Manitoba’s School Board Amalgamations—Before and After

Publication, Education, Dennis Owens

Executive Summary

  • In 2001, Manitoba’s Minister of Education announced that the number of school boards in the province would be reduced from 54 to 37.
  • One of the main reasons given for the change was efficiency, that the reduction of unnecessary duplication would save up to $10 million.
  • Despite that prediction, overall spending by amalgamated school divisions has been greater than it was prior to amalgamation.
  • Administrative cost savings have been almost negligible, with reductions in the order of only 2.6%, or half a million dollars, in amalgamated school divisions.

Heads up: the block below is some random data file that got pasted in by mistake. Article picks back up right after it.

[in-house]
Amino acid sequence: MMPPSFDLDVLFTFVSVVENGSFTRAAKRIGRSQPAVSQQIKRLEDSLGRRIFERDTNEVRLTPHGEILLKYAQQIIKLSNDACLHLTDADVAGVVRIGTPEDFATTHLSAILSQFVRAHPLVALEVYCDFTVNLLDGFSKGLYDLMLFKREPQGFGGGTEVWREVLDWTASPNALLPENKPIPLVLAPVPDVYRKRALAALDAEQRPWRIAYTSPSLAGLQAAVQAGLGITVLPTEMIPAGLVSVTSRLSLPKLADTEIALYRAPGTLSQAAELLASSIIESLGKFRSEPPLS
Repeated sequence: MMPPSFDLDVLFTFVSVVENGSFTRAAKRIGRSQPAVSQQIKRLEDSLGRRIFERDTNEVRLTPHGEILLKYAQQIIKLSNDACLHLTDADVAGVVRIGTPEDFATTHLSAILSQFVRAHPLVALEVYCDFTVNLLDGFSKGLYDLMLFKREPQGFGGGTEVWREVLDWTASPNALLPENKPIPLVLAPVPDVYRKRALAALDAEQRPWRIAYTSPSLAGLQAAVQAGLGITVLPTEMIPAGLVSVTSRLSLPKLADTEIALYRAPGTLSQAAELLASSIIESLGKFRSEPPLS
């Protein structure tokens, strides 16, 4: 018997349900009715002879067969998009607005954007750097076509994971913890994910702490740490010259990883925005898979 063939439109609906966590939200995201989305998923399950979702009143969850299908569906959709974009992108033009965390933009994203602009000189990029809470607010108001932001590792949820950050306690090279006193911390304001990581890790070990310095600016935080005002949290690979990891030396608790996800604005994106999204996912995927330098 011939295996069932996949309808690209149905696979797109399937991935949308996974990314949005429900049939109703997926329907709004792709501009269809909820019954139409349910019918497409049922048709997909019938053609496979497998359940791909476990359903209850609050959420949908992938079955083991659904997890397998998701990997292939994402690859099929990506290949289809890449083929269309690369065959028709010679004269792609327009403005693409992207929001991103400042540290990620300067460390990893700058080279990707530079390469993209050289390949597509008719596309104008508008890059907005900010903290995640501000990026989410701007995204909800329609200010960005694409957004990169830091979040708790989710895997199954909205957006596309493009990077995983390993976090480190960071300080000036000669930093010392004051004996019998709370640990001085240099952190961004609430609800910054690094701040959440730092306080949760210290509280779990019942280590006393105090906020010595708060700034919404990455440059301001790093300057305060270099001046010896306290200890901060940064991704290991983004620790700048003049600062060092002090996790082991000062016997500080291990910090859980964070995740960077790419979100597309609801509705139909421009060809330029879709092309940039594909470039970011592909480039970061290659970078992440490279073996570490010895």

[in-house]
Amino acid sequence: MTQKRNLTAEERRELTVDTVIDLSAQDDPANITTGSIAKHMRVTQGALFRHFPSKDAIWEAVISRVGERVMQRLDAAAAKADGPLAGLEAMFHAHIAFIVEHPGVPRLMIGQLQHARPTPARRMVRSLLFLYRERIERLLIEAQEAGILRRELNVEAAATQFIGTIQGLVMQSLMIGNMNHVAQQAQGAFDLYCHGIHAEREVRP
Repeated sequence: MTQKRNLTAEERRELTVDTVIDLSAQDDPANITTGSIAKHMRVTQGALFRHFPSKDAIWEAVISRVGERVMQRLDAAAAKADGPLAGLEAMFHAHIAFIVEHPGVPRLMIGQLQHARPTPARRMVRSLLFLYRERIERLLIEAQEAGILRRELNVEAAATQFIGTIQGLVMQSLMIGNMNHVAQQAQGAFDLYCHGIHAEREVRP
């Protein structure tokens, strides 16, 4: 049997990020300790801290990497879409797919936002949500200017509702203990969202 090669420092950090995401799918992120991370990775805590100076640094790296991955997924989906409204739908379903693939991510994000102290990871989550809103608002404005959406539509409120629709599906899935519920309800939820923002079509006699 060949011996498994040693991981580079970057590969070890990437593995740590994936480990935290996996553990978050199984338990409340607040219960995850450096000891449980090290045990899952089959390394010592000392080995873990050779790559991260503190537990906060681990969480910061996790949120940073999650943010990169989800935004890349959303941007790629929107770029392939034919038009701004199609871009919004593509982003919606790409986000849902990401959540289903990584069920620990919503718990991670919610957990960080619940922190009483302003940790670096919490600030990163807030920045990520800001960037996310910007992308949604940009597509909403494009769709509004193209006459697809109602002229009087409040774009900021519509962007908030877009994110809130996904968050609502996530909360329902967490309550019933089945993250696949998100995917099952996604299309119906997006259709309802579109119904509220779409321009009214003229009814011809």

• A previous Frontier backgrounder, Amalgamating School Boards Not an Answer, had found virtually no correlation between school board size and per-pupil expenditures. This finding is confirmed in the analysis of post-amalgamation school division expenditures.
  • Upward wage harmonization and the equalization of working conditions are largely responsible for substantial increases in personnel costs in amalgamated school divisions.
  • The time and energy spent on the amalgamation process would have been better directed towards meaningful education reform.